Financial Rights – Helping You Know Your Rights For Financial Products

It is very important to be aware of your rights when dealing with any kind of financial product or service. The actual rights you are entitled to will vary according to the product, but to make the most of them you will need to be aware of them in advance, as it may effect the decisions you make. Don’t wait until there is a problem to find out what your rights are!

In most case, your rights are stronger if you have taken advice before you make a commitment than if you did not. If you are negligently or fraudulently advised, you have some recourse to protection. If you did not take advice, then the responsibility is yours. If in doubt, take advice.

In general terms, you have a right to expect:

  • The firm to be financially sound and trustworthy
  • Advisors and salespeople who are competent and knowledgeable
  • Correct information on which to base your decision
  • A clear complaints procedure
  • Compensation if something goes wrong outside the normal risks of the product

In terms of specific products, the rights you are entitled to vary.

Banks and Saving Accounts

The FSA ensures that banks and building societies are financially sound. Banks and building societies abide by a voluntary banking code, which sets out standards for ensuring you get the information you need to make an informed decision and that you are treated fairly. They must help you if you wish to make a complaint by having internal procedures in place, and letting you know what they are. They must also belong to the Financial Ombudsman Service.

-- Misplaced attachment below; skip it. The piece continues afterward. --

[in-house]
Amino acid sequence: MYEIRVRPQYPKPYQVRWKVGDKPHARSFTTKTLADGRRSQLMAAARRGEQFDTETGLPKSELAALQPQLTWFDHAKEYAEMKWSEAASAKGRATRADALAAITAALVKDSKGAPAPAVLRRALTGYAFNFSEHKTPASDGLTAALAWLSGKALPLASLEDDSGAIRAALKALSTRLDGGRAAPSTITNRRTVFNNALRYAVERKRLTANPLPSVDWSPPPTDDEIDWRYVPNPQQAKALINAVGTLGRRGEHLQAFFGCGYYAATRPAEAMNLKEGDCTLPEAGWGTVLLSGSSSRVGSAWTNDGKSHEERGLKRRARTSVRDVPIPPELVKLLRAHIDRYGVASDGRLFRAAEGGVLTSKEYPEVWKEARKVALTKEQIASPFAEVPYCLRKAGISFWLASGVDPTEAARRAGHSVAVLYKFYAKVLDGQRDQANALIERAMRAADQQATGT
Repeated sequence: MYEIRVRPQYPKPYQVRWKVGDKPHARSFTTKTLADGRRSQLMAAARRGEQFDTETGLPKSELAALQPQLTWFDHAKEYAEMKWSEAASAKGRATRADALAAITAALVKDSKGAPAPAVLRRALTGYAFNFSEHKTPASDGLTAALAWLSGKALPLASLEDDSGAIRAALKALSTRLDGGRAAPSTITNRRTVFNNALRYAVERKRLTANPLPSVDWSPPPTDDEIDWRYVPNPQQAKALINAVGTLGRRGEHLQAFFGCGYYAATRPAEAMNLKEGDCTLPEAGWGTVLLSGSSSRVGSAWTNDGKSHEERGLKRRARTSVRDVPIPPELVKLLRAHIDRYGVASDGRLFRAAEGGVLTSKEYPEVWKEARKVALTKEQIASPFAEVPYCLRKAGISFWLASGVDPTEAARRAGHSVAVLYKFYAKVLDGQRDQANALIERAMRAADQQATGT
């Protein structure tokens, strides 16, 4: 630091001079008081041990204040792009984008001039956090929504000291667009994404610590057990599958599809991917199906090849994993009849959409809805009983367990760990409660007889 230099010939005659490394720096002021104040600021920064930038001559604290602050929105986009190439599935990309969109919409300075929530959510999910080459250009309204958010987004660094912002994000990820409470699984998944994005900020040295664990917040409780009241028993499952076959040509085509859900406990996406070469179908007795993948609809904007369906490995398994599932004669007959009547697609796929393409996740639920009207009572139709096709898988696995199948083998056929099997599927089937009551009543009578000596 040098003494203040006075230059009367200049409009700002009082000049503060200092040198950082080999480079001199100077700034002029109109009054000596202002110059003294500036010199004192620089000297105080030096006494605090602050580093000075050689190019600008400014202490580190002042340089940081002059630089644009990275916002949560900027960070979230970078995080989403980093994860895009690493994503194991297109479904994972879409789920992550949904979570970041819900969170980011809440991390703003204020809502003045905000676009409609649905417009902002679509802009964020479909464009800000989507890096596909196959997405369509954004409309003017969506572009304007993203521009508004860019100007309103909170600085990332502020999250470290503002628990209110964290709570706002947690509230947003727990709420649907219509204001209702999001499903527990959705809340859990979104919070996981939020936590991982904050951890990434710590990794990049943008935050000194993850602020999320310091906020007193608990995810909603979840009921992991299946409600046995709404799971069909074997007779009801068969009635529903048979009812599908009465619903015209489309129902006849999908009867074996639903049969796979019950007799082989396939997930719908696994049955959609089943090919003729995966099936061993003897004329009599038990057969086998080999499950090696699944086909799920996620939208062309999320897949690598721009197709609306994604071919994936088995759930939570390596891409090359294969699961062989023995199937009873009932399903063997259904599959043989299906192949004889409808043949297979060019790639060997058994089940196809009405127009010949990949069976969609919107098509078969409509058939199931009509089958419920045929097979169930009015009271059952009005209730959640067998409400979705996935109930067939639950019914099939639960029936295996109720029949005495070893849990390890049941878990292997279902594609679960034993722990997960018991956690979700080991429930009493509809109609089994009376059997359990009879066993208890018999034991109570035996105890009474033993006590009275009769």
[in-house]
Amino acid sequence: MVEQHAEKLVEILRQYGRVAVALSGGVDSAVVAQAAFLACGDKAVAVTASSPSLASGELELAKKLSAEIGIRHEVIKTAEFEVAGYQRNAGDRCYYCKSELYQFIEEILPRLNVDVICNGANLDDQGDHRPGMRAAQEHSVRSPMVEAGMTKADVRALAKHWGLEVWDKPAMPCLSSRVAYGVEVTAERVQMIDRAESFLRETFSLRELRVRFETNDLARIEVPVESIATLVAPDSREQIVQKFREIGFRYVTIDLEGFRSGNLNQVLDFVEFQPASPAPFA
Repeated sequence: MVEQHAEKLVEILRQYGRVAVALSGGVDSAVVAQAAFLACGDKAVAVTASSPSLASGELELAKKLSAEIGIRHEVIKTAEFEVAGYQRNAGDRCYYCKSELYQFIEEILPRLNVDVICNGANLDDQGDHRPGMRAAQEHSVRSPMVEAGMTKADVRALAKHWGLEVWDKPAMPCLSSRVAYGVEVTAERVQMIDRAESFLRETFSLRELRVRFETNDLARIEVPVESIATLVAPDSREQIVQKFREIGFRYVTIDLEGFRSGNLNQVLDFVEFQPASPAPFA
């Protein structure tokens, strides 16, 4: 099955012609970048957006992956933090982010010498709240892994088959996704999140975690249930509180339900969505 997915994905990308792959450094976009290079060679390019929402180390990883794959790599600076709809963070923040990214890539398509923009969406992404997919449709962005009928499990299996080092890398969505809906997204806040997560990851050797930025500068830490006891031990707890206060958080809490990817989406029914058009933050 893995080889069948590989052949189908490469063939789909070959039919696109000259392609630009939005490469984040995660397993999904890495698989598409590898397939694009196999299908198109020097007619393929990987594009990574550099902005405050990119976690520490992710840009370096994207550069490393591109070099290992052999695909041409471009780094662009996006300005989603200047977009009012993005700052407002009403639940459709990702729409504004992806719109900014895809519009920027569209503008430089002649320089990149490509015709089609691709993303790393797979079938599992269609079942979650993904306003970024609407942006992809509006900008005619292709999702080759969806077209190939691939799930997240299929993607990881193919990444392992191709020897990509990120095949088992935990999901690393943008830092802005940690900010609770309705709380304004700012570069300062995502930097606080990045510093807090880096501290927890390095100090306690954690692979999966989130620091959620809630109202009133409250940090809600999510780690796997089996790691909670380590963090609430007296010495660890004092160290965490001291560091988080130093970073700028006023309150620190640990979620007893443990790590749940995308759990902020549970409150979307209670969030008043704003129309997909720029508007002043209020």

Loans and Credit

Moneylenders such as bank and insurance companies are regulated by the FSA, who make sure they are sound and trustworthy. Other companies (such as loan companies) have to be licensed by the Office of Fair Trading. The Consumer Credit Act of 1974 ensures you have access to certain information. Loans from banks and building societies are covered by the voluntary banking code, which includes procedures for making a complaint.

There are other lenders who may not be covered by any regulation. If you have a complaint against one of these companies, you can contact your local Trading Standards Office, but your rights are much reduced.

If you buy goods or services worth more than 100 pounds using your credit card, the credit card company is jointly liable, along with the supplier, if the goods turn out to be faulty. They have a joint responsibility to put matters right.

Insurance

Insurance companies are all regulated by the FSA. However, general insurance advisors need not have any particular license or training. Many, however, choose to subscribe to the General Insurance Standards Council (GISC), and you may prefer only to deal with GISC members. They have agreed to abide by the GISC General Insurance Code for Private Customers, which includes formal procedures for making a complaint.

Should an insurance company be unable to meet its commitments, then you may be covered by the Financial Services Compensation Scheme.

Life insurance policies, investments and personal pensions are all covered by the Financial Services and Markets Act, which ensures that all companies are trustworthy and competent. They must also have formal complaints procedures, give you suitable advice, and provide you with certain key information, both before and after you buy.

Mortgages

Nearly all mortgage lenders subscribe to a voluntary code, as described in more detail by The Mortgage Code Compliance Board, which also has a list of lenders who subscribe. This includes formal complaints procedures, and regulations ensuring you are being treated fairly and have the information you require to make informed decisions.

Lenders who abide by this code have agreed to only take customers from advisors who also abide by the code.

Pensions

As has been famously covered in the media of late, pensions are a complex area and are not always the risk-free product they used to be. The decision as to what kind of pension to subscribe to is probably the most crucial financial decision you will make in your life.

The FSA publishes a whole series of guides to pension issues, which provide useful information on how to choose and maintain your pension effectively.